Rep. Jerry Nadler, a senior Democrat on the House Judiciary Committee, called Monday for the impeachment of federal judge Jay Bybee, one of the principal authors of the torture memos released last week by the Obama administration.
"He ought to be impeached," Nadler said in an interview with the Huffington Post. "It was not an honest legal memo. It was an instruction manual on how to break the law."
Nadler, a New York congressman, is chairman of Judiciary's Constitution, Civil Rights, and Civil Liberties Subcommittee. Bybee is currently serving a lifetime term on the Ninth Circuit Court of Appeals, appointed in 2003 and confirmed before it was publicly known that he had authorized the torture of detainees.
Nadler is meeting with Attorney General Eric Holder on Tuesday to argue that the release of the torture memos further buttresses a call he had made earlier for a special prosecutor on torture.
"Any special prosecutor on torture would have to look at the authors of those torture memos," said Nadler. "And certainly you have real grounds to impeach him once the special prosecutor took a good look at that. I think there ought to be an impeachment inquiry looked at in any event. Which should happen first, I'm not sure."
On Sunday, the New York Times called for Bybee's impeachment in an editorial. Impeachment hearings would begin in the judiciary committee.
Bybee authorized various forms of torture, including waterboarding, slamming detainees into a wall, hitting them in the face and abdomen, confining them in small boxes with crawling bugs and depriving them of sleep for up to 11 days.
"He should be a target. Yoo should be a target. There are a number of targets," said Nadler, referring to for Bush administration counsel John Yoo, who also authorized torture and is now a professor at the University of California, Berkeley. Bybee, noted Nadler, "is the only one who's a federal court judge now."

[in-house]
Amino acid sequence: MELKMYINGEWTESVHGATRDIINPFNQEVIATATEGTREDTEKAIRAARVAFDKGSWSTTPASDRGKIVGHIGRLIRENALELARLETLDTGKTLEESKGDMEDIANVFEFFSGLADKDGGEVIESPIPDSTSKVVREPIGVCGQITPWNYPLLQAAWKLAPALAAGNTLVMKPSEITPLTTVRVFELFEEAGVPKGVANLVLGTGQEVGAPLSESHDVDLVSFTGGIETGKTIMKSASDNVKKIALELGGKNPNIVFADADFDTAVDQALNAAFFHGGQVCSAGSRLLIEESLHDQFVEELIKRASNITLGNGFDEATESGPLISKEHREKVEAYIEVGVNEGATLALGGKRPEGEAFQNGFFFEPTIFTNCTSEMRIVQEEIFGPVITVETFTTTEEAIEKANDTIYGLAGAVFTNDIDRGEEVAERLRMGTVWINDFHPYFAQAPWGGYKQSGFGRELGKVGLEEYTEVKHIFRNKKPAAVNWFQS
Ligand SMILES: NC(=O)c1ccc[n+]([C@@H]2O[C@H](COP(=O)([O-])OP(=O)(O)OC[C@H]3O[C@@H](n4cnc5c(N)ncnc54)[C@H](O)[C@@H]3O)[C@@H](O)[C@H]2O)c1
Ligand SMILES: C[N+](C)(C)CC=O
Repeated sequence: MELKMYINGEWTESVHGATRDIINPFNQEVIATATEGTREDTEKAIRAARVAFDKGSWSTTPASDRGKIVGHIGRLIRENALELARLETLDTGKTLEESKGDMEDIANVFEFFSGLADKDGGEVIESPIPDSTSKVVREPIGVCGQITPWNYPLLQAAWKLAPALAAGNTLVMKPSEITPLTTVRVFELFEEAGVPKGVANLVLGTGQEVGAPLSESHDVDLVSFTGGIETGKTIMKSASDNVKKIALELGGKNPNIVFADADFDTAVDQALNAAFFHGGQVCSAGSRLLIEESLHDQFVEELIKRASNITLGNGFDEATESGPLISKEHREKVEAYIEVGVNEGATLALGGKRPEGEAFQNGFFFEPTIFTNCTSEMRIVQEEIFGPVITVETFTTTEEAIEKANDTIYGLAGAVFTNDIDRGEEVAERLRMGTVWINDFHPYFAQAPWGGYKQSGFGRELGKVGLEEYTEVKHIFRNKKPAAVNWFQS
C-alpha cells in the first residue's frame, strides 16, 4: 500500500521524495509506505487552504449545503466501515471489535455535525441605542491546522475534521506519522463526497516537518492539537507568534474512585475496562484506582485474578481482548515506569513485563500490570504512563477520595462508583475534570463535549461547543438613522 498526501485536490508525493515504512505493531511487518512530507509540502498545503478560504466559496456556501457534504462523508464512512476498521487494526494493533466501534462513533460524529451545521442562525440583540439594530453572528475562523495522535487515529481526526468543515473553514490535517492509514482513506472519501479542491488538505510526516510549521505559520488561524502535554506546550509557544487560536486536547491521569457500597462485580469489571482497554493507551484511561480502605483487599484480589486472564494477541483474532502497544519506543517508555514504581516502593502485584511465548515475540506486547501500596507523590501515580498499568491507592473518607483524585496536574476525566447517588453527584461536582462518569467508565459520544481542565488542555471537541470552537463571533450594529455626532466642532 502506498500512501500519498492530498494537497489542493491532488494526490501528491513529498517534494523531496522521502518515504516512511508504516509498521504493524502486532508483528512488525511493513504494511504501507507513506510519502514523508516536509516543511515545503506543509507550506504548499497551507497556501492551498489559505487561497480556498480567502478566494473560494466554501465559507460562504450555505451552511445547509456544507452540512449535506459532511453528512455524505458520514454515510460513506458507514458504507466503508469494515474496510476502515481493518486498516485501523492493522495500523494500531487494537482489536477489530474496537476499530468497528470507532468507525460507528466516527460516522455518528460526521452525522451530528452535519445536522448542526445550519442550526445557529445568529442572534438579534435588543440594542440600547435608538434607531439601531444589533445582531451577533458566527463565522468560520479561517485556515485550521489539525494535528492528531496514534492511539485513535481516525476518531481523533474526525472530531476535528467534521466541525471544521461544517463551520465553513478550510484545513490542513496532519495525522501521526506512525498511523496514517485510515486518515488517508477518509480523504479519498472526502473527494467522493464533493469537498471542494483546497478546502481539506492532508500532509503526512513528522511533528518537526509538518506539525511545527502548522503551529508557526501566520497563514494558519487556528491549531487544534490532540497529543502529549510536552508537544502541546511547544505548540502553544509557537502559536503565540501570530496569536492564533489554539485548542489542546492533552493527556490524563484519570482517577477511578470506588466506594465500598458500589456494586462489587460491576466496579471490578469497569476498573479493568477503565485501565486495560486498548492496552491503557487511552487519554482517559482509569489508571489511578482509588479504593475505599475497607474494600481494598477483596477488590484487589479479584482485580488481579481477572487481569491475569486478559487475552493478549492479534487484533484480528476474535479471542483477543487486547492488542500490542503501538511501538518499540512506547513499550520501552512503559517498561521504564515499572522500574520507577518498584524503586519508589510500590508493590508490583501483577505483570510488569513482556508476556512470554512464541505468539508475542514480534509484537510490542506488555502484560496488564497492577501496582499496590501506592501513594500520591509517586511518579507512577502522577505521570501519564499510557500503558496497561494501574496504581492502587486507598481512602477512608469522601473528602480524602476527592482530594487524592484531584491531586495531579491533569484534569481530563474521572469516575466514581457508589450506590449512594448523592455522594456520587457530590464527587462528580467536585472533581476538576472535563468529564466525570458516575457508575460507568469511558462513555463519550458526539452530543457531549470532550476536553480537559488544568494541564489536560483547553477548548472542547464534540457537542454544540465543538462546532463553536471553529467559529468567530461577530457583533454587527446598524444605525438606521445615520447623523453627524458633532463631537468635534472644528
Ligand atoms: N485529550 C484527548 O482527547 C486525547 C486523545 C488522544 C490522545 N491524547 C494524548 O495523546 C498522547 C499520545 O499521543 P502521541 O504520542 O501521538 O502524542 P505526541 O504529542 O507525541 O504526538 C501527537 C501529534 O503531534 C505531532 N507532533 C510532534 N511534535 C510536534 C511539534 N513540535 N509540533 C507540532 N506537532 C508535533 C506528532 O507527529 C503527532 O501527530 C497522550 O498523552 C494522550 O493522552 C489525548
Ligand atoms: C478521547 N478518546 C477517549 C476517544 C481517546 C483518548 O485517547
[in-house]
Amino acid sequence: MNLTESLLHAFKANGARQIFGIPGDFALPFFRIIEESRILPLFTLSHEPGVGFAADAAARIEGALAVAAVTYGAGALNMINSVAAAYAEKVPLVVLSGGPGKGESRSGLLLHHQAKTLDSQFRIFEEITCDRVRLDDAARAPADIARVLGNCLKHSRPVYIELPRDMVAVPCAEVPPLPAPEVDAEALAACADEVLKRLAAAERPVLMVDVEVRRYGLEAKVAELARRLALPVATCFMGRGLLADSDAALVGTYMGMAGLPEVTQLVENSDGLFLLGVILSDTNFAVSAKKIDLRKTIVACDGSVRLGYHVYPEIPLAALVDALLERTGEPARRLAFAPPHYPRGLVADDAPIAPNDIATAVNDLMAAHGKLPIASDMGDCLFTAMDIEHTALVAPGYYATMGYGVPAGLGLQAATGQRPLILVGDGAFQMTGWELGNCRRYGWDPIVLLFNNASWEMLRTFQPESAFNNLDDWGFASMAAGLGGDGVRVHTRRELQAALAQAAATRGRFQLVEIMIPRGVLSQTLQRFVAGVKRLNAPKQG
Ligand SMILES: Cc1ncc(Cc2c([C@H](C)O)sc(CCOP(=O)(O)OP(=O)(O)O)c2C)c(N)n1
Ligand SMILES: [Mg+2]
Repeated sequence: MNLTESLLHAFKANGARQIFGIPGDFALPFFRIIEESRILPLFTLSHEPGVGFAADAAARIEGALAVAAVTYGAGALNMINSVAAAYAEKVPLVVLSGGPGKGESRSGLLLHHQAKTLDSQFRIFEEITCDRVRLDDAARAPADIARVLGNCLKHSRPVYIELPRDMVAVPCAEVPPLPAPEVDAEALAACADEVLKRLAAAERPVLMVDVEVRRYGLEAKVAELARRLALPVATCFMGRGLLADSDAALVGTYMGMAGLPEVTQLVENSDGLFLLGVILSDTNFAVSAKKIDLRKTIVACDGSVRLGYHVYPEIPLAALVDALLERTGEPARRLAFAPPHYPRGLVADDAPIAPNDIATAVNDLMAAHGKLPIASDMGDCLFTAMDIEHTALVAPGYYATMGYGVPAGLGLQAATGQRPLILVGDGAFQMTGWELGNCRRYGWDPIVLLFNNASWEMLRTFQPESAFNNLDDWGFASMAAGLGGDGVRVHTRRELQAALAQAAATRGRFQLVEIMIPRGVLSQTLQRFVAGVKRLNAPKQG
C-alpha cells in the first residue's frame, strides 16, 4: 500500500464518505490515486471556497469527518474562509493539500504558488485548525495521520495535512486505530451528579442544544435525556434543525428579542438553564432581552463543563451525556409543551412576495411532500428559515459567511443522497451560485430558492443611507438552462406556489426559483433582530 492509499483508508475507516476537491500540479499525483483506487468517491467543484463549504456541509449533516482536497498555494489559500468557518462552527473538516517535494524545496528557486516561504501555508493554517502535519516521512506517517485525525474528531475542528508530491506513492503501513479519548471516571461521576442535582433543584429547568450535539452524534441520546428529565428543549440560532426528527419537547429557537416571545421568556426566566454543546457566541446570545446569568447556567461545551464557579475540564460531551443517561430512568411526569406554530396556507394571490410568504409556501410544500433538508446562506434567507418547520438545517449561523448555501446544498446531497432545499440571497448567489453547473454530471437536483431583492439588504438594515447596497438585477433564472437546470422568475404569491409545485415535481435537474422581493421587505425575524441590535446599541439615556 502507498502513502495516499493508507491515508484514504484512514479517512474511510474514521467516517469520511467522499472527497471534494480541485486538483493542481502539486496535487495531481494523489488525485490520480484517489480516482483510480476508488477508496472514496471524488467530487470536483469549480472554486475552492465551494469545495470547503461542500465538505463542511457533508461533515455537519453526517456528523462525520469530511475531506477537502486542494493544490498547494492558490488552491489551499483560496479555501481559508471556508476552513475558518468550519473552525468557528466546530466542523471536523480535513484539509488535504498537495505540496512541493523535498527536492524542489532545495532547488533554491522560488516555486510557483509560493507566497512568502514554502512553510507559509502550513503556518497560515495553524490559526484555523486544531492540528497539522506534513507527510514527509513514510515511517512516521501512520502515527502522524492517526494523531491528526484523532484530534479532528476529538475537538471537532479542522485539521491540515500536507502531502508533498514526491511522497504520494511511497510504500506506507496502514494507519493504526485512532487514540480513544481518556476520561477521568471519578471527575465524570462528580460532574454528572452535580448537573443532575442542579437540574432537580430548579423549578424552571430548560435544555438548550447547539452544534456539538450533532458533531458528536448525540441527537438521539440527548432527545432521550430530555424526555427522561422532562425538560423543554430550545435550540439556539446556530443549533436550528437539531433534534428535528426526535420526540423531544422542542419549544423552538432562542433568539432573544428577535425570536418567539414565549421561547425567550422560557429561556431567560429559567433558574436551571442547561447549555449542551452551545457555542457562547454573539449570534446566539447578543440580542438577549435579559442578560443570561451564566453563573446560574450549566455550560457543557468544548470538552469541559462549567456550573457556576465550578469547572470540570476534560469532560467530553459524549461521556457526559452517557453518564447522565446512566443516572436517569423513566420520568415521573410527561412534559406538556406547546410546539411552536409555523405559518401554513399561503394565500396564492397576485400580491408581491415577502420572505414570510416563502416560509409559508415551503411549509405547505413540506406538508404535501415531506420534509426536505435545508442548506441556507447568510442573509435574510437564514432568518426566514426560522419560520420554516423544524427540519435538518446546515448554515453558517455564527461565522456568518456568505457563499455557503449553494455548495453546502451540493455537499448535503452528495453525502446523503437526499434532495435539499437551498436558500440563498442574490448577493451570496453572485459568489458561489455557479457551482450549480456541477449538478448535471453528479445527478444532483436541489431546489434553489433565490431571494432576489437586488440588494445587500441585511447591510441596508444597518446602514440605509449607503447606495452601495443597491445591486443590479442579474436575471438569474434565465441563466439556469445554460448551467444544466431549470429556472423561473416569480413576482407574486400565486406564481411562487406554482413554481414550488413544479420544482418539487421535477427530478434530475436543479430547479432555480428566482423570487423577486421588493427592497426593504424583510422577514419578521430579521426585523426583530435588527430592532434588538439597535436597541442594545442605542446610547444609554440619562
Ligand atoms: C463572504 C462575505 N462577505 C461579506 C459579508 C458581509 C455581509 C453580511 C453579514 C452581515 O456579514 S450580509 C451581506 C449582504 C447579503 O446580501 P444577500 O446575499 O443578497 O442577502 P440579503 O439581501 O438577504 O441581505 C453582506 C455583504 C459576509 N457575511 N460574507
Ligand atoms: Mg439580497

Nadler dismissed Obama's call to look forward rather than backward, arguing that the United States is obligated to investigate whether crimes were committed. "This whole call of looking forward rather than backwards -- you can't say that. The fact is, if crimes were committed, we are duty-bound under our law, we must -- the United States must investigate torture if it happened in America. That's the law. And the fact is, the law specifically says that instructions from higher officials is not an excuse. And we are obligated to investigate and, if indicated, to prosecute. The failure to at least investigate would be a violation of law," he said.
UPDATE: Rep. Linda Sanchez (D-Calif.) is another key Judiciary subcommittee chair, and says in a statement to the Huffington Post that she is "uncomfortable" with Bybee serving as a federal judge and "that if we fail to act on these detestable facts, we are sending the wrong message." She stopped inches short, however, of outright calling for his impeachment.
During my time as Chairwoman of the Commercial and Administrative Law Judiciary subcommittee, I made it clear that no one is above the law and Congress should hold accountable public servants who dismiss that. Americans spoke loud and clear in November: they were fed up with the Bush administration's disregard of the law.
Bybee twisted legal reasoning to desecrate basic fundamentals of our country, and I am not comfortable with the fact that he will be on the federal bench for a lifetime appointment. While I am pleased that the Obama Administration is fulfilling pledges of transparency, I feel that if we fail to act on these detestable facts, we are sending the wrong message.
The Center for Constitutional Rights has joined the call for Bybee's impeachment, asking citizens to pressure Congress to move against him.
Who is Jay Bybee? Drink in this profile if you're curious.